John Colson: Gas-patch leaks part of discussion at Rifle meeting
Hit & Run
When I first came to the Roaring Fork Valley in 1978, I was stunned by the quality of the clean air that was a hallmark of mountain living, having moved here to get out from under the tainted skies of Midwestern urban living.
Along with the region’s other environmentally salubrious attributes, such as clean water, low levels of automobile traffic and a welcome lack of subservience to the builders of highways and chain stores, living here offered a kind of paradise.
These days, of course, Garfield County is home to the kind of automotive congestion more commonly associated with Denver and other metro areas, along with more than 11,000 oil and gas wells and the attendant worsening in air quality that inevitably accompanies the advent of such industries, although the exact amount of air pollution coming from wells, pumping stations, transmission lines and the like remains a hot topic of debate.
The air around here is not what it was 40 years ago, to be sure, and likely will not be again in the foreseeable future.
But efforts are underway to try to minimize the smog that can clearly be seen in the skies over the Western Slope.
Today at 3 p.m. in the unlikely venue of a remote substation of the Garfield County Sheriff’s Office near the Rifle airport, there is to be a hearing of the Colorado Air Quality Control Division.
The Division wants to hear from area residents regarding the AQCD’s ongoing promulgation of rules governing the monitoring of oil and gas facilities for leaks and laying out rules for repairing those leaks in order to keep the region’s air as clean as possible.
This is a rather critical issue in that the state last year stiffened its rules for what the bureaucrats call LDAR, for Leak Detection and Repair, but only for the region known as the Denver Metro/North Front Range (DM/NFR) counties where the bulk of Colorado’s oil and gas fields are being drilled, fracked and pumped out.
The counties covered by the tighter regulations have long been listed as “non-attainment” areas, meaning they do not meet minimum air-quality standards set by the Environmental Protection Agency.
At issue in the Rifle meeting is whether to extend the same protections to the entire state, including the Western Slope counties where the oil and gas industry goes hand-in-glove with local county governments, an area which was exempted in the 2017 rules change following lengthy negotiations and compromise.
According to a Nov. 16 joint statement from the Environmental Defense Fund (or EDF, a watchdog organization often at odds with oil and gas interests) and the industry-supporting Colorado Oil & Gas Association (COGA), the enactment of the rules came from the EDF working “collaboratively” with industry representatives.
Reading between the lines, one could sense the EDF’s Colorado director of state programs, Dan Grossman, was in effect speaking through moderately clenched teeth in describing the talks and the result, as was COGA President and CEO Dan Haley. Both men were well aware that a whole new round of talks would be set up to determine whether these rules should be amended to cover the whole state, and it’s a safe bet that they don’t agree about it.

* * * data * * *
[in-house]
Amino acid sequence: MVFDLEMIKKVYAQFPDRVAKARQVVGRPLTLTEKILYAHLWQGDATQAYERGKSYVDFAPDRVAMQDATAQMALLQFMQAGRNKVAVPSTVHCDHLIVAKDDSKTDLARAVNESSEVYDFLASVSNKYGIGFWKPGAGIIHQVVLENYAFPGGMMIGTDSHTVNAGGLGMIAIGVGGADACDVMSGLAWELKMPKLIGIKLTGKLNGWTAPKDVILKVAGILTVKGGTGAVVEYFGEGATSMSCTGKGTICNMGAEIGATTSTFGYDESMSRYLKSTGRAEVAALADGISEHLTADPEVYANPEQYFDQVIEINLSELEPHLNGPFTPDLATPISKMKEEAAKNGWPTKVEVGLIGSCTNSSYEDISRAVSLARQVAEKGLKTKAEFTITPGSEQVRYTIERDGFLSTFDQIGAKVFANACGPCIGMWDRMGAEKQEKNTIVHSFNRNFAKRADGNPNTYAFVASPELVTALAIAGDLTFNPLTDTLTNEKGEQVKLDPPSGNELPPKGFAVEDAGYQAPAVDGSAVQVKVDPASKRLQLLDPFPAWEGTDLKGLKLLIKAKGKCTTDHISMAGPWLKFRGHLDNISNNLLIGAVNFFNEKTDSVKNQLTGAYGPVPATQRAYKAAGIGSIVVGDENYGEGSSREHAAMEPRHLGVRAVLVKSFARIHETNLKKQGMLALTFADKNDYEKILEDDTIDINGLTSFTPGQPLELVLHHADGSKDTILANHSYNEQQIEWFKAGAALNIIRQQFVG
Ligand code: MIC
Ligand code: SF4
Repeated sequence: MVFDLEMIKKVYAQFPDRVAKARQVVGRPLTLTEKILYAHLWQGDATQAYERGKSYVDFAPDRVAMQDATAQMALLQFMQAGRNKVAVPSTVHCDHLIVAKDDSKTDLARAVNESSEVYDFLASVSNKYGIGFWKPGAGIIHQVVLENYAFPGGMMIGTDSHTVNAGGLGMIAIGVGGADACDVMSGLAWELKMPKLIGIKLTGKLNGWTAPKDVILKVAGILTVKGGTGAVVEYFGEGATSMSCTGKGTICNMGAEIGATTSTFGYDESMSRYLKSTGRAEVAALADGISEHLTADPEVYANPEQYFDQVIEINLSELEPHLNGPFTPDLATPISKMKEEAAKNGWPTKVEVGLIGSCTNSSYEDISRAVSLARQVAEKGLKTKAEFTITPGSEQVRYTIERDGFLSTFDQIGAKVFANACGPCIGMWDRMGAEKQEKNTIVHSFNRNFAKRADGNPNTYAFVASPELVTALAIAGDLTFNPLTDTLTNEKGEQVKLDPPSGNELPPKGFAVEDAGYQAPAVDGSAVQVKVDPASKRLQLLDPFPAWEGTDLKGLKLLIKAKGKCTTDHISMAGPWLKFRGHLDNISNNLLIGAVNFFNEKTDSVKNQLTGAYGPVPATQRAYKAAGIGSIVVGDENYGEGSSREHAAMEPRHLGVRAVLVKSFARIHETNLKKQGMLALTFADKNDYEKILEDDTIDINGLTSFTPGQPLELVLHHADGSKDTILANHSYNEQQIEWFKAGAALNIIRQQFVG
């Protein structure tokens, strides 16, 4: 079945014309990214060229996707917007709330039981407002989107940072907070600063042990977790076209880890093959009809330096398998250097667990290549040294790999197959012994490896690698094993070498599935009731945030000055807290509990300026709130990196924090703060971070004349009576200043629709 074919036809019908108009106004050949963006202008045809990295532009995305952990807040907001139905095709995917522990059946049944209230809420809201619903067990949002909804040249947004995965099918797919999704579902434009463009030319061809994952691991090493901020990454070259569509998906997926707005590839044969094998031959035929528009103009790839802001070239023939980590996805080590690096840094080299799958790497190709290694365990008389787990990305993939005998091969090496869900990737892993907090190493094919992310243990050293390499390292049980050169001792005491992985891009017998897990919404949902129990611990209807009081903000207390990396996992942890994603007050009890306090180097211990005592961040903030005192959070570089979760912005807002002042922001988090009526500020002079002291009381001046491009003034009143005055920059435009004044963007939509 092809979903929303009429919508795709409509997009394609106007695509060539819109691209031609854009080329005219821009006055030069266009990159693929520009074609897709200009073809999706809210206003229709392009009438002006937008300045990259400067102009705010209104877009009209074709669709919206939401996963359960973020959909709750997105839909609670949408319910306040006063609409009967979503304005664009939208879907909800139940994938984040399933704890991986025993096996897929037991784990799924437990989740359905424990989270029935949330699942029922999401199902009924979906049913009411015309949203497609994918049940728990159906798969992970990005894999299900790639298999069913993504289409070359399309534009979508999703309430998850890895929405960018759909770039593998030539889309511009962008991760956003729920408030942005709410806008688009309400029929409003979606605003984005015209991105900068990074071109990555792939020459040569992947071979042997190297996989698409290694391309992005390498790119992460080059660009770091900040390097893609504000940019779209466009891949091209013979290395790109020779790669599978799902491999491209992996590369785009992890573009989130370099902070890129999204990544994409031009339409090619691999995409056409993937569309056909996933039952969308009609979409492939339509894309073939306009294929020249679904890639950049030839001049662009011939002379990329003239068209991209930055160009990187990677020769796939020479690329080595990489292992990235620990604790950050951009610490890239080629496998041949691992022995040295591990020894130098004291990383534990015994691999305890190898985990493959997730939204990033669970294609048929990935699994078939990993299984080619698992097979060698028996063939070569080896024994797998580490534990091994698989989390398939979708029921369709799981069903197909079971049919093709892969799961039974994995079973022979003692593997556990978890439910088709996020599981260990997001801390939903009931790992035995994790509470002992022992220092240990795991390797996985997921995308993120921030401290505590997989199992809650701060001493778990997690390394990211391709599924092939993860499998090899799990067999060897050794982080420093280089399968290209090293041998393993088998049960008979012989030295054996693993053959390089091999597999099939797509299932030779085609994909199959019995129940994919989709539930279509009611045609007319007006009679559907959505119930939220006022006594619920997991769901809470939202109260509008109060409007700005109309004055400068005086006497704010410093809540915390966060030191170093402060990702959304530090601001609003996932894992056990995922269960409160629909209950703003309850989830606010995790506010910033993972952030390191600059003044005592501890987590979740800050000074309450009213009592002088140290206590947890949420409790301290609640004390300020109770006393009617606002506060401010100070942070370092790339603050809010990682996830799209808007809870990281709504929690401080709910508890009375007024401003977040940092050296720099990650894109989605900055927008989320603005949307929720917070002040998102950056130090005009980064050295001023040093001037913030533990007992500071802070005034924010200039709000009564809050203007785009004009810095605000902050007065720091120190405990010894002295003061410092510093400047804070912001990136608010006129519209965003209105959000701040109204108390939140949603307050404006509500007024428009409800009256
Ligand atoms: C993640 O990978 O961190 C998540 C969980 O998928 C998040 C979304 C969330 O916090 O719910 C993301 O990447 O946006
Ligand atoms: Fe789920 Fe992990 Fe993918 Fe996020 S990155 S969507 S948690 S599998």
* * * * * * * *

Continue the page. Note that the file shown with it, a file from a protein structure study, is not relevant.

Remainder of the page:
In a recent alert sent out by the Western Colorado Congress, an umbrella organization that supports local groups working on environmental and other issues around the Western Slope, WCC staff director Emily Hornback noted that, while most of the western part of the state meets the EPA’s air pollution minimums, “Here in Western Colorado we have our own problems with air pollution, especially during our winter inversions (when cold temperatures keep air pollution trapped close to the ground).”
Predictably, the oil and gas industry and its advocates in this region are resisting the idea of expanding the rules to cover the entire state.
In fact, a coalition of Garfield, Mesa, Moffatt, Montezuma and Rio Blanco counties, known collectively as EPAC or the Energy Producing Attainment Counties (“attainment” refers to satisfying federal pollution mandates), in 2014 issued an 18-page, linguistically dense document styled like a court brief, to argue against the AQCC’s apparent willingness to expand the LDAR program over the whole state.
The document singles out Garfield County as a paragon of pollution-control efforts, though some of those who live in the western part of the county (where the gas patch is as dense as anywhere in the state) see things quite differently.
Movies were made that focused on the problems experienced by neighbors of the drilling rigs and other facilities dotting the western part of the county.
While gas-patch workers and other industry supporters extolled its benefits on everything from its sizable paychecks to the industry’s nationally touted boost to the energy producing profile of the United States, many residents complained bitterly about tainted wells, polluted air and the increasing danger of driving on backcountry roads plied by speeding gas company trucks.
When a gas storage facility sprung a serious leak in 2013, spilling thousands of gallons of toxic liquids into Parachute Creek, some industry critics hoped it would be the beginning of a true reckoning about the hazards the industry poses to its neighbors. But aside from a lot of newspaper ink devoted to the mess, very little changed in the industry’s fortunes or the neighbors’ misfortunes.
It’s a complicated story, to be sure, and one that begs for a comprehensive study of the the issues involved.
But for now, the controversy surrounding the oil and gas boom of Western Colorado rumbles along, and today’s meeting in Rifle is but one more chapter.
I’ll be there to observe the proceedings, and undoubtedly will be offering my take on things in a future column, so stay tuned.
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